AUGUSTA — A century after women were first allowed to serve in the U.S. Marine Corps, Maine women who count themselves among the few and the proud may soon have their own organization.

On Saturday, almost a dozen women who served in the Marine Corps gathered at Margaritas in Augusta to share stories, eat tacos and cake, and learn about the resources available to them. They came from sundry corners of the state, including Portland, Bangor and Rumford.

The event was partly organized by the Women Marines Association, a national organization that has several active chapters in the northeast, but none in the Pine Tree State.

At the end of the meeting, a Rumford woman who served in the Marine Corps said she is spearheading an effort to start a chapter for Maine women.

“Women need to know we’re out there for them,” said Joy Bordeau, 55, who was stationed at Camp Lejeune in North Carolina during her service in the mid-1980s. She spent that time computerizing supply systems and serving as a “chaser” — an escort for service members who were accused of breaking the law and had to appear in military court.

Bordeau, who also is involved with the American Legion, particularly hopes the group can be a resource to female veterans who are having trouble finding housing, health care or other essential services.

Given that those women were Marines — a group traditionally recognized for its steely grit — they may be unaccustomed to asking for help, Bordeau said.

There were 110 homeless veterans in Maine at the start of 2018, according to the Maine Homeless Veteran Action Committee, a coalition of state and nonprofit groups.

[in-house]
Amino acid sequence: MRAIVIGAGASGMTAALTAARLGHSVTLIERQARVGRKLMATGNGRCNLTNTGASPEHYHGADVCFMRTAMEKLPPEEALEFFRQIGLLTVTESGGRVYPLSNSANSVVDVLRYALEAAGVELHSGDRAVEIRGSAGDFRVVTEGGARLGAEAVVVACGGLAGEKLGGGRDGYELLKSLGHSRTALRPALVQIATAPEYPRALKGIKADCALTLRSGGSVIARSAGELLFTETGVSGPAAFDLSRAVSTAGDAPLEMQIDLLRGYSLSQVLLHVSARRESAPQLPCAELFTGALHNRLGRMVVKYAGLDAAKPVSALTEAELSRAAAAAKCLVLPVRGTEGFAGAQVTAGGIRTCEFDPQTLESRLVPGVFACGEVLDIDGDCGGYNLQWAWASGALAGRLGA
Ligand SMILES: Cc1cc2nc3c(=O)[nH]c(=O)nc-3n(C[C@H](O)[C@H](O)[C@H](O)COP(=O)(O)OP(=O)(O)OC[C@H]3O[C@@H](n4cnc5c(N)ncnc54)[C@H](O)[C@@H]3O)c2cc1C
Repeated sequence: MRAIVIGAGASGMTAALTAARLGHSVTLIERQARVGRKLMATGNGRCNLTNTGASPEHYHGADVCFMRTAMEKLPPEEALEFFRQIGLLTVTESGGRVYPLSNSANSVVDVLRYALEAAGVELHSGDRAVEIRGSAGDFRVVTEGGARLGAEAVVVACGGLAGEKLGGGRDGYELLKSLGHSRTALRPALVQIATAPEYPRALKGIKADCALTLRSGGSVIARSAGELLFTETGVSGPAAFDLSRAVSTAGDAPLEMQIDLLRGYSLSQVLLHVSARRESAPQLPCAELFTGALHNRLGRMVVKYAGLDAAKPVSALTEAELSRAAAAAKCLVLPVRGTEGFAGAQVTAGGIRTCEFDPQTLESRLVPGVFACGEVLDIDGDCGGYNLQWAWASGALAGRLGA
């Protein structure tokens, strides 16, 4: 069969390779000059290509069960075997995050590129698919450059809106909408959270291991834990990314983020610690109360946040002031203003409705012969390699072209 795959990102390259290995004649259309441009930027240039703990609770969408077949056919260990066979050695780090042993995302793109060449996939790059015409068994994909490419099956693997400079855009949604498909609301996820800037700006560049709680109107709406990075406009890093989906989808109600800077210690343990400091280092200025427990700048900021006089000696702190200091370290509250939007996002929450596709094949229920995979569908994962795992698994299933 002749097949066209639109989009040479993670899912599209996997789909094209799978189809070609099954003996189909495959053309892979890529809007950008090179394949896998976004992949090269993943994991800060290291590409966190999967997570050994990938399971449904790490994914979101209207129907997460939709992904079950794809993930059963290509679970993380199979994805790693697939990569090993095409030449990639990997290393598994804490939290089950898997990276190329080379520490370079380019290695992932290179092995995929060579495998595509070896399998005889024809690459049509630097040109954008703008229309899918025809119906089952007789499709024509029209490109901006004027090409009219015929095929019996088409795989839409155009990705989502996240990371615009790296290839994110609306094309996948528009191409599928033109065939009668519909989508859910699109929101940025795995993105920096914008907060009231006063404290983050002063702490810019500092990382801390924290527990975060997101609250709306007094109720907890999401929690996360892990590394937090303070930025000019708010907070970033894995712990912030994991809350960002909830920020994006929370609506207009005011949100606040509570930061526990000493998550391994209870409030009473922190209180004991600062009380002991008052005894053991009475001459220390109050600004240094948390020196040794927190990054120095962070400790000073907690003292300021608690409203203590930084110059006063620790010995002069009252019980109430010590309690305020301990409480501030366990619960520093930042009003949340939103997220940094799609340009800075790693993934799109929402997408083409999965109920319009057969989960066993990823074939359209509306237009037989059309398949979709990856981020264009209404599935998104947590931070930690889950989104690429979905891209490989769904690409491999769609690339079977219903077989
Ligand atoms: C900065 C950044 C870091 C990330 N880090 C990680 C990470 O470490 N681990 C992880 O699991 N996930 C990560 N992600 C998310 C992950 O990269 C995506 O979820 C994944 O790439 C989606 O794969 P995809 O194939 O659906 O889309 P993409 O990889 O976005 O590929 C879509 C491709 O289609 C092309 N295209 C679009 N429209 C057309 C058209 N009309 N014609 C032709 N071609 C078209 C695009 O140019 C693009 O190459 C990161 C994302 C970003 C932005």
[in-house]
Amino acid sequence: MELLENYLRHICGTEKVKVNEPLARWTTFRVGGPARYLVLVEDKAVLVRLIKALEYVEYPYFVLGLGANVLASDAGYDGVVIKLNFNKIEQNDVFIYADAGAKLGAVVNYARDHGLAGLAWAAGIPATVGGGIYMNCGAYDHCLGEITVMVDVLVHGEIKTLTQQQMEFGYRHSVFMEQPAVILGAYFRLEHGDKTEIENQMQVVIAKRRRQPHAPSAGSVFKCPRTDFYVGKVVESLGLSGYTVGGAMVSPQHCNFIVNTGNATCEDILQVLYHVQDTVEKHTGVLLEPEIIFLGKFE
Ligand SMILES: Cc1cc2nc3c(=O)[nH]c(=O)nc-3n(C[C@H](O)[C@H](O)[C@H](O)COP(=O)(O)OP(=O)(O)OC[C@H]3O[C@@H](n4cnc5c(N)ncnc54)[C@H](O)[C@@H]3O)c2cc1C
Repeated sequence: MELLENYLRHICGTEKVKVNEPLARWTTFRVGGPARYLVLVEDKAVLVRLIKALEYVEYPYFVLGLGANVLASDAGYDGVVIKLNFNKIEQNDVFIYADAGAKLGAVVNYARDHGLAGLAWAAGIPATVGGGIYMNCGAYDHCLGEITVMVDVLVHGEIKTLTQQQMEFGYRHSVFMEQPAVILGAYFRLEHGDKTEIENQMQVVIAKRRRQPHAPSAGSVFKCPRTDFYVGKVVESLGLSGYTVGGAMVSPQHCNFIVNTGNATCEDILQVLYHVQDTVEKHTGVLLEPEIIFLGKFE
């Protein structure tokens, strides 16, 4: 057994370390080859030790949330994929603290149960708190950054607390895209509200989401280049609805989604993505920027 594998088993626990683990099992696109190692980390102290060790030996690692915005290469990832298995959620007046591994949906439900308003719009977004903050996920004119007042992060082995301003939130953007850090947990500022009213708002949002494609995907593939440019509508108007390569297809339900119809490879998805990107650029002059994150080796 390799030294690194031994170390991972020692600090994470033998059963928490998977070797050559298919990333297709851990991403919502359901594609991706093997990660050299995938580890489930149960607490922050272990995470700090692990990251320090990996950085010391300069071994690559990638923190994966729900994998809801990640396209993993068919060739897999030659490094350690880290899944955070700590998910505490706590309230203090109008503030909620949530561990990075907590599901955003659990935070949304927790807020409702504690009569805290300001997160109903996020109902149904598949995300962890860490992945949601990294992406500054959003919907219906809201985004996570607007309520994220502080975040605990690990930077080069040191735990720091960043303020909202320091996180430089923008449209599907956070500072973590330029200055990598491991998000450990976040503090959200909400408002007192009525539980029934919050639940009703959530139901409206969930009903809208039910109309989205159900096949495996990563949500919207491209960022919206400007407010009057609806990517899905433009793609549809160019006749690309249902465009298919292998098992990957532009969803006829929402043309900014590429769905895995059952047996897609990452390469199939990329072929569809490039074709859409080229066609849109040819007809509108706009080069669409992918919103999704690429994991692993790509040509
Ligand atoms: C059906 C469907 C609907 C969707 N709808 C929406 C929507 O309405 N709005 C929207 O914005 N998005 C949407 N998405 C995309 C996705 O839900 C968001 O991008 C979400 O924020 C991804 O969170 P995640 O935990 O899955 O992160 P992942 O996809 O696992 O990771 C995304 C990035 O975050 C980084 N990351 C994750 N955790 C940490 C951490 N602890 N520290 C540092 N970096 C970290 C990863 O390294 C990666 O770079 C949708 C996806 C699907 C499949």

While attendance at the Saturday event was lower than organizers had hoped, it also gave service members of different generations a chance to bond about their shared experiences.

In her eight years of active duty, Mary Swanson, 26, rose to the rank of sergeant while working as an ammunition technician and administrator for three different battalions in North Carolina, California and Japan.

She first enlisted at the age of 17 and now is studying biology at the University of Southern Maine while also working in that college’s office of veterans services.

She’s also the president of the Husky Veterans Student Group, a chapter of a national organization, and said she hopes “to bridge the gap” between younger and older veterans.

As some groups like the American Legion and Veterans of Foreign Wars struggle to recruit younger members, it may take a fresh approach to reach them.

“It’s getting into the community and getting my face out there,” Swanson said of the get-together on Saturday.

At the same time, older veterans can also benefit from those sort of interactions. After growing up in Mississippi, Yvonne Baldwin, 54, joined the U.S. Marine Corps. She served from 1982 to 1993, working as a cook and eventually becoming a sergeant. Afterwards, she settled in Bangor.

When her husband died in 2016, Baldwin entered a depression. But early this year, she started working at the Lowe’s home improvement store in Bangor after hearing that they were recruiting veterans.

She did so, she said, on the encouragement of another veteran, Joy Asuncion, who also helped organize the get-together on Saturday. Since then, Baldwin has enjoyed reconnecting with a group of people she largely lost touch with when her service ended.

“I thanked Joy for getting me off my butt and out of my depression,” Baldwin said. “I’m a widow, and I need to get up and get involved.”

Charles Eichacker — 621-5642

[email protected]

Twitter: @ceichacker

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